So, in Jesus’s day there was a lot of discussion about when and how God would act to liberate the people from their oppressive overlords. When will the land be ours again? When will we live under God, and not some Roman Caesar who thinks he’s a God? You can imagine the tension that began to build, specifically in the week we call Holy Week. The marking of Passover, the retelling of the Exodus story, in which God delivers the people from slavery in Egypt, combined with the presence of Roman soldiers everywhere, meant they were living in a powder keg and giving off sparks (you’re welcome).

There were multiple opinions about how this liberation would occur. Will God just rend the heavens and rain-down wrath against the Romans? Some hoped so. Others focused on practicing their faith more deeply and piously. Still others tried to withdraw from society; they went off the grid to avoid the whole mess. Yet, others decided they must act in some way. One approach, seen in the life of Jesus, but also in others we are perhaps less familiar with, was that of non-violent resistance. This isn’t pacifism, but a form of resistance that asserts one’s dignity, while refusing to descend to the level of returning violence for violence. Another option present in Jesus’s day was that of violent resistance. How will we rid ourselves of the oppressors? We’ll kill them. This is the option that won out in the Jewish Revolt of 66-73 CE. Rome responded to the uprising, retaliating by razing the Temple and the city of Jerusalem. This is a fresh wound when the gospel we call Mark was written, likely in 71-73. It hangs ominously, like a fog over much of the conversation and tension, especially during Holy Week.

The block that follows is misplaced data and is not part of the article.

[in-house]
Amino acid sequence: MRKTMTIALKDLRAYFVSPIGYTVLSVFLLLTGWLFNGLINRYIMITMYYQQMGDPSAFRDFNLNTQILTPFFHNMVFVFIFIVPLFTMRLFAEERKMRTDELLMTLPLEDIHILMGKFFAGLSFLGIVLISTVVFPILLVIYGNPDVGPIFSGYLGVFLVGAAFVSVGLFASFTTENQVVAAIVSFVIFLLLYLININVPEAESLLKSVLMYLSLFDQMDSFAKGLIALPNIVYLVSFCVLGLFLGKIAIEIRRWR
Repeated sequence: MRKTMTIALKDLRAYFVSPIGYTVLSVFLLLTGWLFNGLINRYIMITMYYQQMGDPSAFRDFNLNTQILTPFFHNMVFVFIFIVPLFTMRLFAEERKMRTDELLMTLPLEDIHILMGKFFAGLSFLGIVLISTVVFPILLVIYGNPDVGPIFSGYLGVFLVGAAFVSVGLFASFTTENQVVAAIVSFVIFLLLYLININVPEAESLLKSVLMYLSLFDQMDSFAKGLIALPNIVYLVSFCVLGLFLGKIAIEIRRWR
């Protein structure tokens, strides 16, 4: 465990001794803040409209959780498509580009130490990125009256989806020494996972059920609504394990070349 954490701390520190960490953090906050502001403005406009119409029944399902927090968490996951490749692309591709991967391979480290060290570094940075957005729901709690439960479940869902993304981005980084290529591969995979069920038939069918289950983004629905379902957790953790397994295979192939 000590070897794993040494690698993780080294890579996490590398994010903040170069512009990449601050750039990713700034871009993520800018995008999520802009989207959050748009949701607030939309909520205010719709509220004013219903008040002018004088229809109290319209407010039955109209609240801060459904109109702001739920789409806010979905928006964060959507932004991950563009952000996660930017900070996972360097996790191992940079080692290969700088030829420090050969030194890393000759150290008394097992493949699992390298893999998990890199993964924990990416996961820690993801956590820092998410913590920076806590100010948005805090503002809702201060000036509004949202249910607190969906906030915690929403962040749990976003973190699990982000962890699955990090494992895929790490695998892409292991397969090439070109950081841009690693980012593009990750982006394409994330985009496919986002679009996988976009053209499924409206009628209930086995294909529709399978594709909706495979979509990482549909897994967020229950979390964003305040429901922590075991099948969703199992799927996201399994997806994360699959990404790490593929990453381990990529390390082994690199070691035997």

Back to our parable. What if we see the landlord, not as God, but as the Romans. Rome owned the vineyard (i.e. Palestine). The tenant farmers, then, would be the people who chose to resist the empire by violent force. The result? Rome came a decimated the tenant farmers, giving the land to others.

What if this parable is a warning?

A warning against playing the game by the rules of empire.
A warning against believing we can kill our way to peace and security.
A warning against choosing the path of violence, because revenge and retaliation are the song that never ends.

So, all that to say this: how much of the Bible do we just miss? Not because we aren’t taking it seriously or are actively trying to read it in ways that prop up our cultural values, but because we live with a worldview that is rooted in empire?

Perhaps one of the best questions to ask when we’re engaged with scripture is, “How might someone who is marginalized, oppressed, and on the underside of power hear this text?

It’s not a sin to live in an empire. Most everyone does. Some empires do a better job than others, but empire is still empire. It succeeds at the expense of someone, and the responsible, Jesus-y thing to do is ask who those someones are, and how we can hear their voices challenging what we assume is reality.

The truth is, for people like me, the story that reflects my reality isn’t reflected in the Jesus story, but in the Roman story. My hope for myself, and all of us who find ourselves in a similar spot, is that we will have ears to really hear the challenge of the Jesus story, especially as we move toward Holy Week.

And, if this interpretation angers us, if the idea that we are somehow missing things in the scriptures because of our privilege and worldview causes our blood pressure to elevate, then we actually have something in common with those who heard Jesus share this parable in Mark’s story. If that’s so, perhaps we should spend some time wrestling with why.

Grace and peace for the rest of Lenten journey, friends.